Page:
by Lyubava Malysheva
Museum of Women’s and Gender History is first and only one of the museum about gender in Ukraine, on the post Soviet space and in the East Europe. It was created in Kharkiv in 2009.
Can you describe what happened when the war broke out? Where were you?
24 February, I had to return from Kyiv to Kharkiv from a conference devoted to Resolution 1325 “Women. Peace. Security”. It was organized by the Ukrainian Women’s Fund. But the 2nd day of the conference was cancelled. Early in the morning, I went to the station and boarded the train. My daughter Mariya called me: “Mom, war! Strong explosions”. Then was announced that the train to Kharkiv would not go. I decided to take a bus to Poltava. Many people were on the bus — much more than it should be on long-distance flights. Many of them had no seats, and therefore they stood. One woman even lost consciousness. We were in way during 7 hours. Then I spent several hours in Poltava. I tried to find the car or another bus. It was impossible. It was miracle but I got at home. Mariya with her daughter Slava spent all day in the metro — they were terrified to get out of the metro into the street. Only at late evening they went to my place, where we met. Usually, the road from Kyiv to Kharkiv takes 5-6 hours. That day my journey lasted 18 hours.
How was your escape?
We — Mariya, Slava and I — have spent seven days in my flat, situated on the first floor of the under revolution house with very thick walls. We have always heard planes flying over and explosions very close to our home. All-time we were in touch with our friends and colleagues. Some of them left Kharkiv. Some of them not. Some of my friends from Lviv, Poltava, Ternopil wrote to us: “You have to leave. It is hazardous!” I received many e-mails from friends who live in different countries these days. They invited me with my family to the USA, Spain, Sweden, Norway etc. Every day bombards became stronger. Mariya and I took turns sleeping. And Mariya started having panic attacks. At 6 a. p. of 3 March we took our documents, computers, something for eating and water and only a few belongings. Our friends took us by car to the station. We set into the train. There were more than many people: 16 people for the coupe for 6. We became refugees. The train from Kharkiv to Lviv took 26 hours. Mariya could not stay and lied on the floor. In Lviv Bogdan Rak — friend of my daughter — met us and two days we stayed in his place. We very thankfully to Bogdan for assistance with bus to Krakiv.
What happened in Poland?
In Krakiv Alina Doboshevskaya — chairwoman of the partner’s “Dobra volya” met us and with Magda Szczech. In place of Magda we spent two days and than we went to Vienna. There Inna Pavlechko-Tumarkin met us and we went to her place — Unterolberndorf — town in Lower Austria not far from Vienna. 5 families lived in house of Inna in that time. It was 15 persons, moms with children. Inna is a fAustrian artist. But some time ago, she studied at Kharkiv Academy of Designer and Art. When the war began, Inna invited artists from Kharkiv and Kyiv. She met them on a broad, helped them to register and created comfortable conditions for every person. She fоund the new places for 78 persons. Inna sold her collection of artworks and helped all these people. We helped Inna sell her artworks, and today I thank everybody who bought her works and supported us. Right now, in Inna’s place, live two families.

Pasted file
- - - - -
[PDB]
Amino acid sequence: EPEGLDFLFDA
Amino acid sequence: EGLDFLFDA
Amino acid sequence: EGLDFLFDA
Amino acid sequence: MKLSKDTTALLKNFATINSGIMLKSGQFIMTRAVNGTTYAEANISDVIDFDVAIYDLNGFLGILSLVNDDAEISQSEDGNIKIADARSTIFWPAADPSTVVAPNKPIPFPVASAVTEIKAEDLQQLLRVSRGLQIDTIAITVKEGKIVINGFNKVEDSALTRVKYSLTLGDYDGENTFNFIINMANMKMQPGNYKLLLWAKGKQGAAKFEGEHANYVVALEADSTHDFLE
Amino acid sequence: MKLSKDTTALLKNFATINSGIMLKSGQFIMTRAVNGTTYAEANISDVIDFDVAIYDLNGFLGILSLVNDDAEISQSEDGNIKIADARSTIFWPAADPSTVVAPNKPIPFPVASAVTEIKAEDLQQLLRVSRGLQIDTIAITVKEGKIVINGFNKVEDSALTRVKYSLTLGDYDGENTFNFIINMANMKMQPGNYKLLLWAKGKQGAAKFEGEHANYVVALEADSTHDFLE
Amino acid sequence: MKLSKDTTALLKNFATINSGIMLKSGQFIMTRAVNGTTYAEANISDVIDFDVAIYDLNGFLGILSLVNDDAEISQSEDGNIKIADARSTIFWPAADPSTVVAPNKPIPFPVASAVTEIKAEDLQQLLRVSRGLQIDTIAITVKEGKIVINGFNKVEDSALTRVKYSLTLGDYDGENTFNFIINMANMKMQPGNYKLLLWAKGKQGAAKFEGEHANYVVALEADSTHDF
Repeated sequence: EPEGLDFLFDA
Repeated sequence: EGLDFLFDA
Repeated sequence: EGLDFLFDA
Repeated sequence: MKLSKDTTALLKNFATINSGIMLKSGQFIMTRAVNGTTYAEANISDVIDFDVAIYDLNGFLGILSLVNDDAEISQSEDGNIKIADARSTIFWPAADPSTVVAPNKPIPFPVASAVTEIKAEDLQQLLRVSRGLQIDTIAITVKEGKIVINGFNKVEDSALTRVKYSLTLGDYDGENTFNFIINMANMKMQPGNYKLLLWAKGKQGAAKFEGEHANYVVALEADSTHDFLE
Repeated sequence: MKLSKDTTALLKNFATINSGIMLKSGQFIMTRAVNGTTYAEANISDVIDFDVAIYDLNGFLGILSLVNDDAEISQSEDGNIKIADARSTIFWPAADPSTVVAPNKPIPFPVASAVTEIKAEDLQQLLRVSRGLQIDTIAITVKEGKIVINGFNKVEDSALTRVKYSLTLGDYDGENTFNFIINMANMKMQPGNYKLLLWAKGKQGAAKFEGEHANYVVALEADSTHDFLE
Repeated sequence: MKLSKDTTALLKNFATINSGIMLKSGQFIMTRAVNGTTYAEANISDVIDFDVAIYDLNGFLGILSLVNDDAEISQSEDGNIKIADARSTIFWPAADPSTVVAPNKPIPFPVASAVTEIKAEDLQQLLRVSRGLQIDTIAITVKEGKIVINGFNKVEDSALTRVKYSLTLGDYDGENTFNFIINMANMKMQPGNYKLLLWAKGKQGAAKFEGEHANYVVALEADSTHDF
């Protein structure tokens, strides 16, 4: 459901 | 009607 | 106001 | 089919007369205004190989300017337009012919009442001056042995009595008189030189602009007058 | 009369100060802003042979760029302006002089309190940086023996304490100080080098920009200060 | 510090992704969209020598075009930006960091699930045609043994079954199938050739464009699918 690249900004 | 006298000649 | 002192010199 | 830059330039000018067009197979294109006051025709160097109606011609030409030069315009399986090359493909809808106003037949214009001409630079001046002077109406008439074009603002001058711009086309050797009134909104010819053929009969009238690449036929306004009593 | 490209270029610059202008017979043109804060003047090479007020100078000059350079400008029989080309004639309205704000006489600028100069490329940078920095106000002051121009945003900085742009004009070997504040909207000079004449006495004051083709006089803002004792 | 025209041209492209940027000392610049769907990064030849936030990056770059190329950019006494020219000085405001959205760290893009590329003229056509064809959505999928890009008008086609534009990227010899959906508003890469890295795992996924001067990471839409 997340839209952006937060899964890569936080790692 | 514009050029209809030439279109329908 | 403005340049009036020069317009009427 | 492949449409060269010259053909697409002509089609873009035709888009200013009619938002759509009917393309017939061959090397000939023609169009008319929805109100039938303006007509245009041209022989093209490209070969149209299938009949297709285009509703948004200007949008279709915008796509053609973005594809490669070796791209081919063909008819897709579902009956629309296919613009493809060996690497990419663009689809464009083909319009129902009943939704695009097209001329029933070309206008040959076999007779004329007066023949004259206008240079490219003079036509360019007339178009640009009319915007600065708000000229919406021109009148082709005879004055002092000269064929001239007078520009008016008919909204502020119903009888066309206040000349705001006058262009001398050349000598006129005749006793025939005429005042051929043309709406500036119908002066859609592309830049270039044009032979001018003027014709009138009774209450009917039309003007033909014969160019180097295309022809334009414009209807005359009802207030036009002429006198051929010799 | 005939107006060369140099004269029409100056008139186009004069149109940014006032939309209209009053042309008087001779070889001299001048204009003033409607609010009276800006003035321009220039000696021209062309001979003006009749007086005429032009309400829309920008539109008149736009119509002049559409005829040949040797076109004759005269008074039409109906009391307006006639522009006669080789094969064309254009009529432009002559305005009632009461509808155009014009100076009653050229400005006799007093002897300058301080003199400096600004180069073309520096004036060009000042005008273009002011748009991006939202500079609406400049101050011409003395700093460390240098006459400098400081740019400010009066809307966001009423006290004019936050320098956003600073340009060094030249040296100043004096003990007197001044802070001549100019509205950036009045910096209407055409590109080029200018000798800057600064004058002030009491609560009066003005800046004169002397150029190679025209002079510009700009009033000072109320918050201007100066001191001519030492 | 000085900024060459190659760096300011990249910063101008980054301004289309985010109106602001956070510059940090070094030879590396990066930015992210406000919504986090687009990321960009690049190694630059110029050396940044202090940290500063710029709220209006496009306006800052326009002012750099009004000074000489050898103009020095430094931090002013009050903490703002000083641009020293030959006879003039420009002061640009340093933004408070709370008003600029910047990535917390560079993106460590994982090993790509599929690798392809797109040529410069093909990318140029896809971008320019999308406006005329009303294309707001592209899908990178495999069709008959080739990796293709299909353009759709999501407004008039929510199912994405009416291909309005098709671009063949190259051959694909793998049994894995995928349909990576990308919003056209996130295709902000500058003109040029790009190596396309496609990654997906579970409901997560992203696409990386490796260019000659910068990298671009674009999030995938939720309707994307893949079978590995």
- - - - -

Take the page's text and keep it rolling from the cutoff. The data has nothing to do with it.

Who helped you?
Among people who helped personally were, of course, Inna Pavlichka-Tumarkin and two women in Vienna — Nataliya Yakubova, the theater critic and Irina Kiselewa from the Institute of Slavistics of Vienna University. They support me in all my activities and everyday life with management and translation. Also Monica Sommer and her team, who helped with the exhibition “HerStory of War”. Sissi Prader from Frauenmuseum in Merano, who supported us as reffuses.
What is the state of the Gender Museum now?
Right now, the museum is closed. We had no possibility to replace the collection because Kharkiv was under bombarding from first day of the war. The members of our team left Kharkiv. Three persons in Austria, one in Germany, one in Spain, five in different towns of Ukraine. We meet in zoom and discuss results of our activity and new tasks. Also we try to be in touch with our partners — women’s organizations-members of different networks.
How can other museums help the Gender Museum and other museums and museum workers from Ukraine?
I think museums can create special exhibitions devoted to Ukraine and tell about the history and culture of our country. Our Gender Museum can help organize an exhibition about HerStory, Women’s History of Ukraine. For example, as House of Austrian history in Vienna. On the 22 of August, we will open the exhibition devoted to modern women’s history. We realize the project “HerStory of war’ with the support of the Ukrainian Women’s Fund. We began to create an archive of stories. Currently, there are 100 — 30 audio and 70 written women’s stories about their lives and feelings during the war. On the 15 of July, we will present the new exposition “HerStory of war” online.